Ahhh the arctic. One of the few remaining areas in the world virtually untouched by human development. Its pristine lands and waterways are home to nearly 130 species of mammals alone, including the walrus and the polar bear, along with countless other species of vertebrates and invertebrates.
But all that could change sooner than we previously thought. Some of the latest climate models developed by the US Department of Energy, show that the Arctic will be ice-free during the summer as early as 2016. This opens up a vast new area of unfrozen, unclaimed ocean. And there’s nothing like a chunk of unclaimed territory to bring out the conquistador in all of us.
In 2007, a Russian submarine expedition took the Columbus approach to claiming new territory and planted the Russian flag on the ocean floor, symbolically claiming the arctic seabed for Russia.
This publicity stunt by the Russians kicked off similar such stunts by other Artic-bordering nations. The Canadian Prime Minister set off on a “sovereignty tour” of the Arctic while the Science Minister of Denmark stated that preliminary geographic evidence indicated that Denmark owned the North Pole. This claim was contested by Canada near the end of last year when it stated that it had the legitimate claim to the North Pole. A day after the Canada made the announcement, President Vladimir Putin of Russia announced an increase the Russian military presence in the region to protect Russia’s “national and strategic interests”. Sound familiar?
But why does everyone seem so eager to own this frigid ocean in the first place? Here’s why.
There is a huge amount of oil (nearly a quarter of the worlds undiscovered oil) in the Arctic, but it has been irrelevant until recently, as exploiting these resources was not financially viable. However, with a warming global climate, and the ice-free summers that they could bring, vast portions of the Arctic Circle could be open to drilling. In fact, in the summer of 2012 Royal Dutch Shell obtained permits to drill oil wells north of Alaska in the Chukchi and Beaufort Seas. Though they were unsuccessful because of an unusually cold spring, this is just a sign of what is yet to come.
The current claims to the Arctic Circle stem from the United Nations Convention on the Law of the Sea (UNCLOS), the UN agreement that allows a country to exclusive rights to resources up to 230 miles beyond its coastline. The one exception is in the case that the continental shelf extends beyond this 230 mile benchmark. If this is the case, a country can make a claim to resources up to the edge of the continental shelf. It is claims to these continental shelves that are driving the current land grab. The current contest is very well illustrated in a map made by the New York Times.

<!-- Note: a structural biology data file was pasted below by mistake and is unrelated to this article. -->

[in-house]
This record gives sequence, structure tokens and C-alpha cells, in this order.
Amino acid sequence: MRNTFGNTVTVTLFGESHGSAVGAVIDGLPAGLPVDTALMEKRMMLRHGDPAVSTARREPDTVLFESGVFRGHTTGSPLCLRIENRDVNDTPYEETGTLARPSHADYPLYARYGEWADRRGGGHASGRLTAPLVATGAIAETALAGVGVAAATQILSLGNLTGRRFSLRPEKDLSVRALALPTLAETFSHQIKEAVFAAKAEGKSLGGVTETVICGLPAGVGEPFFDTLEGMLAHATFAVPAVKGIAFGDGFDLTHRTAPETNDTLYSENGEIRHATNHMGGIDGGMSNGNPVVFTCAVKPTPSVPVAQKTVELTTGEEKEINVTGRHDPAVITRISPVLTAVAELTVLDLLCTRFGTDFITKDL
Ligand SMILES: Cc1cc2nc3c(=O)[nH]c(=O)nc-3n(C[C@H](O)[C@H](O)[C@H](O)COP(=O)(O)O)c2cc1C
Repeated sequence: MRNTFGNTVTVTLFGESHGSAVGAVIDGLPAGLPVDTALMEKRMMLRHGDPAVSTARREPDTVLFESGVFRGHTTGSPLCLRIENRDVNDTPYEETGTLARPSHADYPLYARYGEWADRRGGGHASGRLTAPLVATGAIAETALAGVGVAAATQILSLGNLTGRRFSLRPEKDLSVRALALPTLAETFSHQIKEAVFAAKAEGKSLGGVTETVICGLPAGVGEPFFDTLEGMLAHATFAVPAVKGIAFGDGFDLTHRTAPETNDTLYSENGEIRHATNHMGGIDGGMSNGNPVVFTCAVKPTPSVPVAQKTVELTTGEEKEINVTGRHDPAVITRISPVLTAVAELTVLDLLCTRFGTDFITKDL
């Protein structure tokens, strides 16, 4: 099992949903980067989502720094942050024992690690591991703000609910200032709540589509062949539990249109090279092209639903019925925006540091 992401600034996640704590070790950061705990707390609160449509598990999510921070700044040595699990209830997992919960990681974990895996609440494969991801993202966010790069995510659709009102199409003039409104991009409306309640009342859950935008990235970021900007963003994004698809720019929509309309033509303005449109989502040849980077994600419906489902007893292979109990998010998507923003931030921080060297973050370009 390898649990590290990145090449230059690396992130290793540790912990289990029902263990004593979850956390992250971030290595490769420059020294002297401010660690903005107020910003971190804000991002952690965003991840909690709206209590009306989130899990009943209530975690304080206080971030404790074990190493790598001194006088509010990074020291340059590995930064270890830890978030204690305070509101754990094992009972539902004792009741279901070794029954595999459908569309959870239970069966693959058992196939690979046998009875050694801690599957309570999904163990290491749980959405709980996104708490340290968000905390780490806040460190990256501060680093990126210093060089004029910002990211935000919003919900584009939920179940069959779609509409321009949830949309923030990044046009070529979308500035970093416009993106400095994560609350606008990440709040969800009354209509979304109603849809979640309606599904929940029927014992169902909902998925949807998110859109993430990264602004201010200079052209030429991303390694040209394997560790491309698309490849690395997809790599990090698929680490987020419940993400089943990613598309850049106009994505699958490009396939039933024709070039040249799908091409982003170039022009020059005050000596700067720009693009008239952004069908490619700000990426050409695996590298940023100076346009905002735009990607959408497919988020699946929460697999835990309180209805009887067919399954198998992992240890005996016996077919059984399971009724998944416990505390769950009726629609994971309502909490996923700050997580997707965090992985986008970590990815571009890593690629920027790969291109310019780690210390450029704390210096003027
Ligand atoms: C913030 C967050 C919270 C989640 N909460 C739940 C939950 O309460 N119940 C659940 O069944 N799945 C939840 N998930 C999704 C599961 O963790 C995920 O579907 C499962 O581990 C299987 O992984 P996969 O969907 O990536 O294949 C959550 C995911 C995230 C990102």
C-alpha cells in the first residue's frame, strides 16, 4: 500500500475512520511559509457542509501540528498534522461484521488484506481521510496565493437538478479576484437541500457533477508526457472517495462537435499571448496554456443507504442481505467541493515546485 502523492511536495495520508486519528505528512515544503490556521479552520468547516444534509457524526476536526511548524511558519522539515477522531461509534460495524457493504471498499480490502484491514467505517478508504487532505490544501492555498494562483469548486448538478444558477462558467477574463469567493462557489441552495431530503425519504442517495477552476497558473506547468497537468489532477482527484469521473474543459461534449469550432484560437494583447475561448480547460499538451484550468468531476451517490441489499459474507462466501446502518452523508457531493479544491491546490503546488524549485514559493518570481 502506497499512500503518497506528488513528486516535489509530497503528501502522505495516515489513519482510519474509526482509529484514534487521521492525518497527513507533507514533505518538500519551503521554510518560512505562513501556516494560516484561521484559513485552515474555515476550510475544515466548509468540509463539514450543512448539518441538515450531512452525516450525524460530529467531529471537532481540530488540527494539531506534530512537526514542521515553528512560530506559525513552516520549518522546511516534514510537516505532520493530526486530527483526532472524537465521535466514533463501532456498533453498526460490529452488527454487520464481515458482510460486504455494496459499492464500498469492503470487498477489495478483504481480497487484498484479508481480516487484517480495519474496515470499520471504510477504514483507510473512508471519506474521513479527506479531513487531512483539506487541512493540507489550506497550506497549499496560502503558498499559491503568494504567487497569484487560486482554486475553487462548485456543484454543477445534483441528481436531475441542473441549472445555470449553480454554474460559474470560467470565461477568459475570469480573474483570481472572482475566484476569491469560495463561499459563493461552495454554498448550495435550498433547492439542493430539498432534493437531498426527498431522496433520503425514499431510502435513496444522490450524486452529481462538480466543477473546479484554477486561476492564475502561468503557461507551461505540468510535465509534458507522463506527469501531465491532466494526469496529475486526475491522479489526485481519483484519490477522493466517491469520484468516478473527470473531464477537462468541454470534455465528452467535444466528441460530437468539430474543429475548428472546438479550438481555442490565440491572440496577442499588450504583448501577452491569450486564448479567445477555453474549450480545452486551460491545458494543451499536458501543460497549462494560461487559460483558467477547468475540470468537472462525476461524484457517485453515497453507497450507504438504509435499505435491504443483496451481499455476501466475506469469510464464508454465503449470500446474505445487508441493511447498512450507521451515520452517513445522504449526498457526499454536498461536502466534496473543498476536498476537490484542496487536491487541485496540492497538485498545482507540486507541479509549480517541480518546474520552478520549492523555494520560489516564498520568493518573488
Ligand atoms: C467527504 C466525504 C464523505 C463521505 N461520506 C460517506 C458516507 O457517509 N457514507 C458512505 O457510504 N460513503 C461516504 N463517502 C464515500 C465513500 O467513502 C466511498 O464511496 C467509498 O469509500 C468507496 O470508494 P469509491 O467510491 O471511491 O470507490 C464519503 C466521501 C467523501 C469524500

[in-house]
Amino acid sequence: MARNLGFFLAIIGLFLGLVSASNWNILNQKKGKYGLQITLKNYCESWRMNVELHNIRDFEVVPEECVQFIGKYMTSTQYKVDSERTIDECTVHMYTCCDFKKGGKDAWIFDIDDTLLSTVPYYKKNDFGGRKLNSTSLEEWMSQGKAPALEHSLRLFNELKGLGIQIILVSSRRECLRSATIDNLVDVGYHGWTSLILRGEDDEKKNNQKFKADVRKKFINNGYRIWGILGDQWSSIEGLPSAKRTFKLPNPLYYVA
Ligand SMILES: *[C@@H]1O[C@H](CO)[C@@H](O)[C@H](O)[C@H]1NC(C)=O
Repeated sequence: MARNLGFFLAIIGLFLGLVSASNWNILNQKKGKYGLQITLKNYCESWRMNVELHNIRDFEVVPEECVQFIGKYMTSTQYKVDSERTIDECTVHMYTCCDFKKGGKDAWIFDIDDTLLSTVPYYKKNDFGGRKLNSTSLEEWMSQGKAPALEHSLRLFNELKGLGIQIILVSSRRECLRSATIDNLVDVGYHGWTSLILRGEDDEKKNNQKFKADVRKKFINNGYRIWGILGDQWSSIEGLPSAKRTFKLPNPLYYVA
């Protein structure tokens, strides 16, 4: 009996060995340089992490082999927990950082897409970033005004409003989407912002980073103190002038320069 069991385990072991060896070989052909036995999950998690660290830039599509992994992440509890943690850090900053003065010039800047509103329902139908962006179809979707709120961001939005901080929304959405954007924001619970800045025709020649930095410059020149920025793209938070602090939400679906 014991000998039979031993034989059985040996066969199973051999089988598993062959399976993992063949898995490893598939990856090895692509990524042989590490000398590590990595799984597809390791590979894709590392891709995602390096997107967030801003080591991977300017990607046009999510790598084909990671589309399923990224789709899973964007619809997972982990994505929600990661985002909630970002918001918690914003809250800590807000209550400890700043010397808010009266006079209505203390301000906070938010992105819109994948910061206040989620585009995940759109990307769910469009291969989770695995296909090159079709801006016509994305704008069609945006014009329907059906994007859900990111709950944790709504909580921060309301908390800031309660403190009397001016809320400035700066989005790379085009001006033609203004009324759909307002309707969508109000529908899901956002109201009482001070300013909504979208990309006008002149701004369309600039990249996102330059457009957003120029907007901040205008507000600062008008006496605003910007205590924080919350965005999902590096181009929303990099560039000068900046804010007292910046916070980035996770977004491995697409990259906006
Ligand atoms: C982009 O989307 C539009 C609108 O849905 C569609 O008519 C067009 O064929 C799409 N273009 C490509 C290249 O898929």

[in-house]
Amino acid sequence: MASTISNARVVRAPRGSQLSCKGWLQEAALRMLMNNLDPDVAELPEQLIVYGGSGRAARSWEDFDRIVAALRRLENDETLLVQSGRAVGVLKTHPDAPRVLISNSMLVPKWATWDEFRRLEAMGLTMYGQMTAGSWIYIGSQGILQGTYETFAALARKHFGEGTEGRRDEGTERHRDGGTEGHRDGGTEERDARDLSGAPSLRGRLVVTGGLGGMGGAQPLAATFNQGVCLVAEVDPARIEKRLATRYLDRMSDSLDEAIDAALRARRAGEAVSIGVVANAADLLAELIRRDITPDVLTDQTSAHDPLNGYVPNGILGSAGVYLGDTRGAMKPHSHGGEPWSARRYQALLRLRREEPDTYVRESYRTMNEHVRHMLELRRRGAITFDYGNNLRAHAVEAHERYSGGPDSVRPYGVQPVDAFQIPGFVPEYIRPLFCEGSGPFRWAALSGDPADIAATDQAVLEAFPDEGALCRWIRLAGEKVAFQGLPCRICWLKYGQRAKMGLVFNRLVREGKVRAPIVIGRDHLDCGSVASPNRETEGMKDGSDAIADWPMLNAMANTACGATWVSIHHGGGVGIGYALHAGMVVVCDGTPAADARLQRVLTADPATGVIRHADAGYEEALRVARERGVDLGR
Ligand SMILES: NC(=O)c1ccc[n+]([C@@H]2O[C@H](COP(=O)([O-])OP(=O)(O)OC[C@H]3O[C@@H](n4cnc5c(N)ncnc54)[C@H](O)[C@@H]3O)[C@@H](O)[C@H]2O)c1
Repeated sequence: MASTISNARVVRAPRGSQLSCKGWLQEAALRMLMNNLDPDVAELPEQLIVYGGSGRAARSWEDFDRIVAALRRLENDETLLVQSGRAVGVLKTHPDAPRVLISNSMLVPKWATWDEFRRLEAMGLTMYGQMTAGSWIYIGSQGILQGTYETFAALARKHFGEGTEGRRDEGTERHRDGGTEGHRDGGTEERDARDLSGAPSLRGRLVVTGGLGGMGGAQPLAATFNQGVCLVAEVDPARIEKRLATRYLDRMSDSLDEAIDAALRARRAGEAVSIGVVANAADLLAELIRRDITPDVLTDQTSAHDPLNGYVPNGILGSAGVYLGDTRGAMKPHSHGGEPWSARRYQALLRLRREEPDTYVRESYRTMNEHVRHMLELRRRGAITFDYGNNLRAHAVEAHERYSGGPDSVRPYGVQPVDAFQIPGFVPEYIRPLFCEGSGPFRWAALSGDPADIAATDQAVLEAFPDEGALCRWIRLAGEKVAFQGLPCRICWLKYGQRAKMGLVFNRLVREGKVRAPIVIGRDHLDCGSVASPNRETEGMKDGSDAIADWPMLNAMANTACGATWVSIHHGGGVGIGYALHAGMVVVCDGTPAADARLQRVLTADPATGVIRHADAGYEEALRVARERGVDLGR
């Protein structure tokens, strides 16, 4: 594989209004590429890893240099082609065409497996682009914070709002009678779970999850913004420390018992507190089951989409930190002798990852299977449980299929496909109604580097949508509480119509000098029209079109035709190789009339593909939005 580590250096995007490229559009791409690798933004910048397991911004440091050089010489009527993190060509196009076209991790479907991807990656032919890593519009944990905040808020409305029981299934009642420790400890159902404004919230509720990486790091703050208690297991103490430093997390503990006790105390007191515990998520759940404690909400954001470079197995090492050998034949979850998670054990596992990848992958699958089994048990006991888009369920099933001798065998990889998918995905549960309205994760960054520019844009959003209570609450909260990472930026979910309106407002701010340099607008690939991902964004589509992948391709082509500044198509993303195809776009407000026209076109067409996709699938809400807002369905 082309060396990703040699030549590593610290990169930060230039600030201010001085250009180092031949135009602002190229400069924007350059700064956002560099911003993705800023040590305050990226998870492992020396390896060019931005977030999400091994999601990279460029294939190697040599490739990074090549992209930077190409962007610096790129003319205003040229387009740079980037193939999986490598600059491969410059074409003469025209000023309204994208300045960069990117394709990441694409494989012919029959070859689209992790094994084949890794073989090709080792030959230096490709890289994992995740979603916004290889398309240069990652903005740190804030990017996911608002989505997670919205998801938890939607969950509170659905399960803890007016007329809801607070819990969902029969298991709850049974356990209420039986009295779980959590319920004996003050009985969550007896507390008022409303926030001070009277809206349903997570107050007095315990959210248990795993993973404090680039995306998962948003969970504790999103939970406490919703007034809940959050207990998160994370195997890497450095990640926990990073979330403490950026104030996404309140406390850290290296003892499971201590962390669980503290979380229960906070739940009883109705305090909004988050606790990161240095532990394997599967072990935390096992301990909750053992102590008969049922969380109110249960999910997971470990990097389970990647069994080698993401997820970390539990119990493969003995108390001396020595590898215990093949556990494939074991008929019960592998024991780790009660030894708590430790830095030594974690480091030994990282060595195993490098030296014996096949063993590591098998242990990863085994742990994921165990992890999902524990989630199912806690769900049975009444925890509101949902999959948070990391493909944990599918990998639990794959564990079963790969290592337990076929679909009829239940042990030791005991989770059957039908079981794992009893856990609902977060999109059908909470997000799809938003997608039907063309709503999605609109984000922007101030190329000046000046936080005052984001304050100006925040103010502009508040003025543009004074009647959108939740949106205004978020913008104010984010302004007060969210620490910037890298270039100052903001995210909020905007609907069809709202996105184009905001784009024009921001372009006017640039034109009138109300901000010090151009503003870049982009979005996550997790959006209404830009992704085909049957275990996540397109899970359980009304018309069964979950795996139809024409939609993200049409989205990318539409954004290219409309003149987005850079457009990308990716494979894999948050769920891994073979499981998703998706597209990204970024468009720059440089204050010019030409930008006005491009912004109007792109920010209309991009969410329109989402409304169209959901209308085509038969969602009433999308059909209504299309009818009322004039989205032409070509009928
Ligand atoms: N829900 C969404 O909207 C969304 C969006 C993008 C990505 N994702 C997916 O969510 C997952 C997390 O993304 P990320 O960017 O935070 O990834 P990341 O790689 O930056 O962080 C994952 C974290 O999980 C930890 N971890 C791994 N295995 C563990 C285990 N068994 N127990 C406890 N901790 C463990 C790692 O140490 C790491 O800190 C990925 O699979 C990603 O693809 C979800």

Where does the United States fit in all this? Interestingly enough, the United States has not ratified UNCLOS. This means that though we have a legitimate claim to territory beyond our exclusive economic zone, we cannot claim it since we are a non-signatory. We also have a more limited say in whether or not other countries can make claims to specific waters.
Why haven’t we ratified it? It comes down to an issue of sovereignty. We don’t like people telling us what to do, and Senators on both sides of the isle believe that ratification of the treaty would give the United Nations more power at the expense of US sovereignty. Furthermore they argue that most of the sizeable reserves are already included within our exclusive economic zone.
Regardless of whether or not we enter the land grab, it seems like in the not so distant future oil drilling in the Arctic Ocean could become a reality. As members of the international community, we need to seriously consider if the benefits of our activities in the region outweigh the risks those activities pose on the environment. The very reason those ice caps are melting is because we still haven’t been able to limit our consumption of fossil fuels. So, should we be allowed to exploit these pristine landscapes to further fuel an unsustainable and destructive habit? Just some food for thought.